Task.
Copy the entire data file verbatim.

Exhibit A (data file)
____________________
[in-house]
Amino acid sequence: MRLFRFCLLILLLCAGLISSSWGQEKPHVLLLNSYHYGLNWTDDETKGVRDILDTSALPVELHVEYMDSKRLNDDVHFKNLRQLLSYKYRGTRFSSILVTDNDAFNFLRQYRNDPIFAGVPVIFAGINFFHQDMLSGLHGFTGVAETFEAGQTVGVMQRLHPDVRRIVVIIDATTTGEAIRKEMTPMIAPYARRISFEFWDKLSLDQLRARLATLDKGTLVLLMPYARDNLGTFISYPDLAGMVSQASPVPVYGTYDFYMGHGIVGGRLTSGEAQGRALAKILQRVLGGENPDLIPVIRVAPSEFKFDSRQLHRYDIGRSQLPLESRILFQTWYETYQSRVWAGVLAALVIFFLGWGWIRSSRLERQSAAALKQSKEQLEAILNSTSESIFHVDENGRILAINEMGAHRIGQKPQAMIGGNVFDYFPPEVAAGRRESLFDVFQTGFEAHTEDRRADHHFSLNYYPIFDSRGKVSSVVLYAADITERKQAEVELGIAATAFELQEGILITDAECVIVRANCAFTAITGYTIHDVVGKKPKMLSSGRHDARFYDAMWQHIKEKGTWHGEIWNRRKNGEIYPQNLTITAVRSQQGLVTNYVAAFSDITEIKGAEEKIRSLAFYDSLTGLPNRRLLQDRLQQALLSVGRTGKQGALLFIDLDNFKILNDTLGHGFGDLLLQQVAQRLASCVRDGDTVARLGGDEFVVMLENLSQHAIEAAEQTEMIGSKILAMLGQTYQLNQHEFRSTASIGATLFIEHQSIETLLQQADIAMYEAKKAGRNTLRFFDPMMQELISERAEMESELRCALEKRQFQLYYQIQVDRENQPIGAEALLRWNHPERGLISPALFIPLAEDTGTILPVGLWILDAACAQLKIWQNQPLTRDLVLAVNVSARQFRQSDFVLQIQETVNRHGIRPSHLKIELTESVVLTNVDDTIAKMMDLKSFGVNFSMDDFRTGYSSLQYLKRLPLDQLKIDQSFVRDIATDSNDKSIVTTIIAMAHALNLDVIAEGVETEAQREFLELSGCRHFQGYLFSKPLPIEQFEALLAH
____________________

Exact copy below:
[in-house]
Amino acid sequence: MRLFRFCLLILLLCAGLISSSWGQEKPHVLLLNSYHYGLNWTDDETKGVRDILDTSALPVELHVEYMDSKRLNDDVHFKNLRQLLSYKYRGTRFSSILVTDNDAFNFLRQYRNDPIFAGVPVIFAGINFFHQDMLSGLHGFTGVAETFEAGQTVGVMQRLHPDVRRIVVIIDATTTGEAIRKEMTPMIAPYARRISFEFWDKLSLDQLRARLATLDKGTLVLLMPYARDNLGTFISYPDLAGMVSQASPVPVYGTYDFYMGHGIVGGRLTSGEAQGRALAKILQRVLGGENPDLIPVIRVAPSEFKFDSRQLHRYDIGRSQLPLESRILFQTWYETYQSRVWAGVLAALVIFFLGWGWIRSSRLERQSAAALKQSKEQLEAILNSTSESIFHVDENGRILAINEMGAHRIGQKPQAMIGGNVFDYFPPEVAAGRRESLFDVFQTGFEAHTEDRRADHHFSLNYYPIFDSRGKVSSVVLYAADITERKQAEVELGIAATAFELQEGILITDAECVIVRANCAFTAITGYTIHDVVGKKPKMLSSGRHDARFYDAMWQHIKEKGTWHGEIWNRRKNGEIYPQNLTITAVRSQQGLVTNYVAAFSDITEIKGAEEKIRSLAFYDSLTGLPNRRLLQDRLQQALLSVGRTGKQGALLFIDLDNFKILNDTLGHGFGDLLLQQVAQRLASCVRDGDTVARLGGDEFVVMLENLSQHAIEAAEQTEMIGSKILAMLGQTYQLNQHEFRSTASIGATLFIEHQSIETLLQQADIAMYEAKKAGRNTLRFFDPMMQELISERAEMESELRCALEKRQFQLYYQIQVDRENQPIGAEALLRWNHPERGLISPALFIPLAEDTGTILPVGLWILDAACAQLKIWQNQPLTRDLVLAVNVSARQFRQSDFVLQIQETVNRHGIRPSHLKIELTESVVLTNVDDTIAKMMDLKSFGVNFSMDDFRTGYSSLQYLKRLPLDQLKIDQSFVRDIATDSNDKSIVTTIIAMAHALNLDVIAEGVETEAQREFLELSGCRHFQGYLFSKPLPIEQFEALLAH